Wind Power in the US and Europe
    "Europe and North America are running neck-to-neck, with about 8.9 GW each of new installed capacity in 2008, with Asia closely following with 8.6 GW." See this post for more.

    Big Wind, Big Money, Big Jobs
    The global wind market for wind turbine installations in 2008 was worth about 36.5bn EUR or 47.5bn US$. According to the GWEC, 400,000 people have jobs in that industry, and it projects over a million of jobs "in the near future".

    That's about 35,000 new jobs in the US last year, for a total of 85,000 jobs in the wind power sector in that country.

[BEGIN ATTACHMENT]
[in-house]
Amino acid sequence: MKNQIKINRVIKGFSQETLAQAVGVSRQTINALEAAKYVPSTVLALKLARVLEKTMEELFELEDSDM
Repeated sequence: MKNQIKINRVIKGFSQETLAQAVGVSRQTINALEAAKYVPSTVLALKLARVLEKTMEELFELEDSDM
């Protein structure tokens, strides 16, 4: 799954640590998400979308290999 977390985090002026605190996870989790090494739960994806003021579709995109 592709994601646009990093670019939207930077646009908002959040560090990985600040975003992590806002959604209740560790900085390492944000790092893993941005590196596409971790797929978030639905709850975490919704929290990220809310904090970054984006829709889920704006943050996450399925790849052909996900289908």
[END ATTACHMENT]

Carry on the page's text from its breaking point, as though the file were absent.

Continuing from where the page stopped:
What About the Future of Wind Power?
    But as Matt mentioned recently, the global economic recession isn't sparing wind power. The end of 2008 saw a slowdown, and financing new projects became difficult. Lower demand for energy because of reduced economic activity probably also makes new projects seem less urgent, though replacing dirty power plants with clean sources of power (wind, but also solar and others) should happen regardless.

    120GW. That's the equivalent of 120 nukes.